Pansy Seedlings - Knowledgebase Question

Brick, NJ
Avatar for rswdwkr
Question by rswdwkr
February 21, 1998
I do not seem to have much success with growing pansy seedlings. Maybe I'm not doing it right. Can you please tell me what the correct procedure is for growing most pansies from seed? I think my mistake was to put the seedlings under lights. I read one of the answers to a similar question and it said most pansies do not require a lot of light. Another problem I having is that the soil seems to be drying out fast, I don't want to overwater them. I think the first planting cannot be saved but I just planted another tray
and I would like to stay on top of these. Do primrose need the same procedure?

Answer from NGA
February 21, 1998
Pansy seeds do germinate best in the dark with a soil temperature of 60-70 degrees. I go so far as to cover the seed flats with newspaper until the seeds germinate--this helps exclude light and holds in soil moisture. They should also be sown very shallowly--just barely cover the seeds with fine soil.

I think the confusion about their light requirements comes from the fact that pansies need darkness to germinate--but once they are germinated they need light to grow. So check the pots every day, and as soon as you see sprouts, put the pots under fluorescent lights.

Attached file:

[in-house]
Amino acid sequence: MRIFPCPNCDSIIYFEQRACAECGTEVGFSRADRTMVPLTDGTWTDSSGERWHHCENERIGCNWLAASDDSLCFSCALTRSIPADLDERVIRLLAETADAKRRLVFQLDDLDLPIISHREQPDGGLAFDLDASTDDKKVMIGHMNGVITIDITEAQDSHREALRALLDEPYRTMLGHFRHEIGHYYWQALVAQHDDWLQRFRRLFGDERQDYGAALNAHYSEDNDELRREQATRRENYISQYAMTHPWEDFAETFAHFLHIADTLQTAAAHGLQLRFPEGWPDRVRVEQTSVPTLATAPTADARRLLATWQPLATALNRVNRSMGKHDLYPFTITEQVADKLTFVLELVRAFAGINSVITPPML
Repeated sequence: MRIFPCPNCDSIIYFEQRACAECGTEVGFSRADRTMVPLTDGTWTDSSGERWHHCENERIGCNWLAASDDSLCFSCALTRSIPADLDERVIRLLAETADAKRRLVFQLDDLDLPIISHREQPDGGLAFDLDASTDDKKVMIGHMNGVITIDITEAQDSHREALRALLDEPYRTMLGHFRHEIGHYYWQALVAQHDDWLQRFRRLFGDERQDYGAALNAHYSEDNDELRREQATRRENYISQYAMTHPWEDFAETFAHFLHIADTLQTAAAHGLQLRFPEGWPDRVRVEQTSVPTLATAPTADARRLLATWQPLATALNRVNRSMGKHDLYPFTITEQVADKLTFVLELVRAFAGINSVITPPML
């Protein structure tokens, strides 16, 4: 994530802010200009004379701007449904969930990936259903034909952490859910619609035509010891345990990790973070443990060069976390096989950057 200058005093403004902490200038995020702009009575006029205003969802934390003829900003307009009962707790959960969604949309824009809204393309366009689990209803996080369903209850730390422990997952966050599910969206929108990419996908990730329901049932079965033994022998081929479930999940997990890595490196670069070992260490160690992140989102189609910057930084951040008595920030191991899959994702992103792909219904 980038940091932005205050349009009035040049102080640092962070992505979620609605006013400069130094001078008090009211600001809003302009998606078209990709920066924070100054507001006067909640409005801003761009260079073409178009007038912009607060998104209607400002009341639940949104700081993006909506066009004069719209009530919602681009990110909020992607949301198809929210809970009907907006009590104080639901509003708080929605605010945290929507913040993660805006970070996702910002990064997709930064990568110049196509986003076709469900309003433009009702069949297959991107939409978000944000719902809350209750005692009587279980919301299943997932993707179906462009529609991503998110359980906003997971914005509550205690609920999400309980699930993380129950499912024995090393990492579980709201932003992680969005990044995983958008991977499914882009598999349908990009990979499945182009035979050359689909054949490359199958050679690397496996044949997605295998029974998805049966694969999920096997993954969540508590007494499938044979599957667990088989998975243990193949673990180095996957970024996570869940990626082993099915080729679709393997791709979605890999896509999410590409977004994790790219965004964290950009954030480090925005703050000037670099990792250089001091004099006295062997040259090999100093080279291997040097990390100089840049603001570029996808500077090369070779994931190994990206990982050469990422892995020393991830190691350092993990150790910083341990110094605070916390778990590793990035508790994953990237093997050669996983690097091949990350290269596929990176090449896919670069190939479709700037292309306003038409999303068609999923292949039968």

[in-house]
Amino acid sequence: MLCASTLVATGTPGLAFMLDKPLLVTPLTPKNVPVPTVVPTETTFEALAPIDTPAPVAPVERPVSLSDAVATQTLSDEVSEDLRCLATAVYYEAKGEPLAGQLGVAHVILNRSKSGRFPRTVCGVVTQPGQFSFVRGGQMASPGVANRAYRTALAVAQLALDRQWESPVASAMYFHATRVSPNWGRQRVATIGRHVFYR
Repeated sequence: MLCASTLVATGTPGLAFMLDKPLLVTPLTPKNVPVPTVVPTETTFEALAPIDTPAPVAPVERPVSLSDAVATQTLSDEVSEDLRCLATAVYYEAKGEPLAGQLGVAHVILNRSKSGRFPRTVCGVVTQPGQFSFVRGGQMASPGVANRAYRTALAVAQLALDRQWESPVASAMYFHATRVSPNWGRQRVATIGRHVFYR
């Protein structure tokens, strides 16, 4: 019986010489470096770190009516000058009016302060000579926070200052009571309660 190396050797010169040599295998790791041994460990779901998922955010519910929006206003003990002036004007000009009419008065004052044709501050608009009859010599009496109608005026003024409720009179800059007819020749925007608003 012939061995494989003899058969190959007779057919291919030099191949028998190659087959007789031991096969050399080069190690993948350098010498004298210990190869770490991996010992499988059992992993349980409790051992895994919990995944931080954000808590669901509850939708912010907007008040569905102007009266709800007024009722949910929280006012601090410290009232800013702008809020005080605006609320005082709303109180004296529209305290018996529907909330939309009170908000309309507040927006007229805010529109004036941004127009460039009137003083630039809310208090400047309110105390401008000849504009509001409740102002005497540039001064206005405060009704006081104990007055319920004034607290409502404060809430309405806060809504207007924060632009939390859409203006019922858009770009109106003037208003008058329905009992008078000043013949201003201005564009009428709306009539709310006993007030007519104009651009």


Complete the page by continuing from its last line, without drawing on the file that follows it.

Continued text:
Regarding watering, try bottom watering. You never want your soil to dry out, but it is even worse to have it get soggy. You are looking for lightly moist. When the soil looks like it is beginning to dry out (often you can tell because the surface appears a lighter color) set the pots in a shallow tray of warm water. When the surface of the soil is moist (dark in color) then remove from the tray and allow to drain.

Out in the garden, pansies can take part shade in hot regions--in your region try to give them very light shade to full sun for best flowering. They prefer cooler weather, so you may find that they flower best in spring and fall, with fewer flowers in the heat of mid-summer.

Seeds for hardy primroses will germinate better if chilled in the refrigerator for 3 to 4 weeks. Greenhouse varieties don't need this chilling. Primroses need light to germinate, so don't cover the seeds. They also prefer cool soil conditions (60-70F) and can take quite some time to germinate, usually 21 to 40 days, but up to 80 days is not uncommon.

Good luck!

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